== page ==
Book Review Why Grant won.

wausaubob

Colonel
Joined
Apr 4, 2017
Location
Denver, CO
There only about 650 West Point graduates available to the US during the Civil War. They all knew much more about how an army worked and how soldiers had to be led than any civilian.
1629160298768.png

https://www.clevelandcivilwarroundtable.com/west-point-in-the-civil-war/
Many of them were too young to hold responsible positions and some of them were too old to be active in the field.
Men about the age of Grant and Sherman, and maybe McClellan, were probably going to dominate the US effort.
Grant probably had the stronger marriage of the three mentioned so far. Sherman and his wife disagreed about religion, which was important to Ellen Sherman, and I think McClellan's wife entertained some doubts about General McClellan's emotional ability to deal with stress.
Regardless of that, Grant had participated in the Mexico City campaign during the US/Mexican war. That was not a large operation, only about 12,000 men at the start. Thus the number of junior officers who emerged from the war with a positive record was again a restricted class.
The army was greatly reduced after the end of the US/Mexican war, but Grant stayed in the army.
1629160826118.png

https://history.army.mil/html/books/075/75-1/CMH_Pub_75-1.pdf

Eventually he was sent to California, and he also was stationed on the Columbia River for a time.
In the small US army of the time, he made captain. Its hard to find out how many captains the army had at that time, but I think one source asserted it was about 50 at that rank.
So regardless of his personal characteristics, he was in a small group that had been maintained by Winfield Scott.
So he really did not come from no where. If the Civil War was to involve serious warfare, Grant's odds of rising to the top were favorable.
The fact that he was an insatiable consumer of newspapers, and a superb horseman were also advantages.
Oh, and he drank a lot of whiskey while in California. The nation as a whole was on a beer, wine and whiskey binge, and I think it would be hard to find an army officer in California in that era, that was not a heavy drinker.
v
 

Belfoured

1st Lieutenant
Joined
Aug 3, 2019
There only about 650 West Point graduates available to the US during the Civil War. They all knew much more about how an army worked and how soldiers had to be led than any civilian.
View attachment 411140
https://www.clevelandcivilwarroundtable.com/west-point-in-the-civil-war/
Many of them were too young to hold responsible positions and some of them were too old to be active in the field.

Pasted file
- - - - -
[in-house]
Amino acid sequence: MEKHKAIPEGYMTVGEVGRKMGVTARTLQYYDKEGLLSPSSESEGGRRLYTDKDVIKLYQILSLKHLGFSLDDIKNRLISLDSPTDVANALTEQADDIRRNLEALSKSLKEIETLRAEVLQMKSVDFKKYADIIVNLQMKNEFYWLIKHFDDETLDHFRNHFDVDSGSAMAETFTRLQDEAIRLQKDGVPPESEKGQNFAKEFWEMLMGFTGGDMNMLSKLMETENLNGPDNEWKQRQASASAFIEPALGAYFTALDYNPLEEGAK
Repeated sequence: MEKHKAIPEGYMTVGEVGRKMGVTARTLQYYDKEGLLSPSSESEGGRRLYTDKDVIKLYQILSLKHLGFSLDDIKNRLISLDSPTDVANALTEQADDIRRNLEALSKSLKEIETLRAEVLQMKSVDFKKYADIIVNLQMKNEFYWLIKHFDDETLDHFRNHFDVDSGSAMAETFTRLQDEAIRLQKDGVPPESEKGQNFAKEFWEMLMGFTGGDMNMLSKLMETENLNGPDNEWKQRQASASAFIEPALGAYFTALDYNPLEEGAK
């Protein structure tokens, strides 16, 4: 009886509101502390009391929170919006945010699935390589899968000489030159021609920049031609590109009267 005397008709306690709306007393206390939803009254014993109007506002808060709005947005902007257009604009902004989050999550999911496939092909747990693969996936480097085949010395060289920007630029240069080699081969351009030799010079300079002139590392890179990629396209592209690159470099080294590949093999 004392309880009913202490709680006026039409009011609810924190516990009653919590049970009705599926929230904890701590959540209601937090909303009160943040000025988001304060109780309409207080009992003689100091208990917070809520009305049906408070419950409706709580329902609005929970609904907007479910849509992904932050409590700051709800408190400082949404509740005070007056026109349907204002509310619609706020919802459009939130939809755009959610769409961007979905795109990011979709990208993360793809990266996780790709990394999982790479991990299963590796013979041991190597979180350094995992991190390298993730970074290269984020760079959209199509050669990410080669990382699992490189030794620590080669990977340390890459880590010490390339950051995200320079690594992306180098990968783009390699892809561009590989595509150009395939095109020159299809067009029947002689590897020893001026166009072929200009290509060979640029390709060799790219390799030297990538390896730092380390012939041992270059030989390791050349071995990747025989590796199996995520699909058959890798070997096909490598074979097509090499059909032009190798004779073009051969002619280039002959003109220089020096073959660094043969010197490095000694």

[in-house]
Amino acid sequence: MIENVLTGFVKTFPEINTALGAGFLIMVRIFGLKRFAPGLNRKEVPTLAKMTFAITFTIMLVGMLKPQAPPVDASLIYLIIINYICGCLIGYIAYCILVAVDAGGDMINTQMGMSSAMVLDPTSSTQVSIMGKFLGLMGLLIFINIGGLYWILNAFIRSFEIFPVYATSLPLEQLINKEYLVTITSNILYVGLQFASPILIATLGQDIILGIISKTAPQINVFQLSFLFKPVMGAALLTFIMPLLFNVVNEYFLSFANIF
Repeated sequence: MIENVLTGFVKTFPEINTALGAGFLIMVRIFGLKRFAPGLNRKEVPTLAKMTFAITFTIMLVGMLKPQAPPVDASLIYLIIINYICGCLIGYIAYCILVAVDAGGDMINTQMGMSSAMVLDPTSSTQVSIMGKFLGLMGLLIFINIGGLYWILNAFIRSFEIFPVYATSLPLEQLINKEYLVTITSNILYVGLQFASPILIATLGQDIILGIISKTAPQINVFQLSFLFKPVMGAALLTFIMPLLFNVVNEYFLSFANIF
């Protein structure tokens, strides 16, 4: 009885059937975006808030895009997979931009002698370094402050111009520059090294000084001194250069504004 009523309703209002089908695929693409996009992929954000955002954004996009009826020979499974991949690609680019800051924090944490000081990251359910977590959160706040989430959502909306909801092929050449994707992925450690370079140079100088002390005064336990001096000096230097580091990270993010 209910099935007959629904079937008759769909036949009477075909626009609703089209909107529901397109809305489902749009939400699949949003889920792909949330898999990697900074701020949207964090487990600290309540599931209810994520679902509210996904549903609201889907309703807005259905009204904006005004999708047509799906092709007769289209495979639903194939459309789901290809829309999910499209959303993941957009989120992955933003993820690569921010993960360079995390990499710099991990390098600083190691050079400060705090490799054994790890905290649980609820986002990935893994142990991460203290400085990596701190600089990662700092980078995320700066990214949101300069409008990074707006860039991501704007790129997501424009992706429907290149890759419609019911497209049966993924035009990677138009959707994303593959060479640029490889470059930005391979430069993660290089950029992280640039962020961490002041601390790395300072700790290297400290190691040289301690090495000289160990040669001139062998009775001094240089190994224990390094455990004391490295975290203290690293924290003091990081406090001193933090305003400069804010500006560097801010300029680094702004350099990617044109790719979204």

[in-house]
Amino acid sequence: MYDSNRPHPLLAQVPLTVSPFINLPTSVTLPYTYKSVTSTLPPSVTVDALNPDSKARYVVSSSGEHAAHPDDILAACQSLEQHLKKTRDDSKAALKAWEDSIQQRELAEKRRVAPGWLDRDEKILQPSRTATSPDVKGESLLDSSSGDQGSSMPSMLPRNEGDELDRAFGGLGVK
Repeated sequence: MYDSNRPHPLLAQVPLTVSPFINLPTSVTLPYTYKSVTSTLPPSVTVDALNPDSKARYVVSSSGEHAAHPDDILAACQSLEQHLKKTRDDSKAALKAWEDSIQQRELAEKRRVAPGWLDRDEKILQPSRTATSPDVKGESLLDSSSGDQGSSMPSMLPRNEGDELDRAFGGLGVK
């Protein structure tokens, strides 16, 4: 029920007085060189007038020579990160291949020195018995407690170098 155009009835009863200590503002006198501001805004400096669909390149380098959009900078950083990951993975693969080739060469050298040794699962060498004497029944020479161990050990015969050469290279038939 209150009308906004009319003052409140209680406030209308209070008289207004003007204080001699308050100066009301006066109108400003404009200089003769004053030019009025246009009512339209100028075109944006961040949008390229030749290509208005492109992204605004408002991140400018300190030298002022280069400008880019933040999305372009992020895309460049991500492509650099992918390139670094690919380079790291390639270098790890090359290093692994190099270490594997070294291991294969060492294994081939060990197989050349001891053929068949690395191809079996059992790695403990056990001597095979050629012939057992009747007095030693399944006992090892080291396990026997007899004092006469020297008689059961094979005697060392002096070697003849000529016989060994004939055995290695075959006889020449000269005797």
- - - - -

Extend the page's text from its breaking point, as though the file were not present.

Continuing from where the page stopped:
Men about the age of Grant and Sherman, and maybe McClellan, were probably going to dominate the US effort.
Grant probably had the stronger marriage of the three mentioned so far. Sherman and his wife disagreed about religion, which was important to Ellen Sherman, and I think McClellan's wife entertained some doubts about General McClellan's emotional ability to deal with stress.
Regardless of that, Grant had participated in the Mexico City campaign during the US/Mexican war. That was not a large operation, only about 12,000 men at the start. Thus the number of junior officers who emerged from the war with a positive record was again a restricted class.
The army was greatly reduced after the end of the US/Mexican war, but Grant stayed in the army.
View attachment 411141
https://history.army.mil/html/books/075/75-1/CMH_Pub_75-1.pdf

Eventually he was sent to California, and he also was stationed on the Columbia River for a time.
In the small US army of the time, he made captain. Its hard to find out how many captains the army had at that time, but I think one source asserted it was about 50 at that rank.
So regardless of his personal characteristics, he was in a small group that had been maintained by Winfield Scott.
So he really did not come from no where. If the Civil War was to involve serious warfare, Grant's odds of rising to the top were favorable.
The fact that he was an insatiable consumer of newspapers, and a superb horseman were also advantages.
Oh, and he drank a lot of whiskey while in California. The nation as a whole was on a beer, wine and whiskey binge, and I think it would be hard to find an army officer in California in that era, that was not a heavy drinker.
v
Interesting points. As an aside, the average annual alcohol consumption per capita in the US by the mid-19th century was "off the charts".
 

Belfoured

1st Lieutenant
Joined
Aug 3, 2019
1.6 M gallons of wine. And all that booze was probably safer than the water.
Probably true of the wine and the beer. Not sure about some of the stuff that qualified as "spiritous liquors". If the cholera don't git ya, the wood alcohol will.
 

Belfoured

1st Lieutenant
Joined
Aug 3, 2019
When it was legal, and there were not pesticides in the corn, the whiskey was probably safe.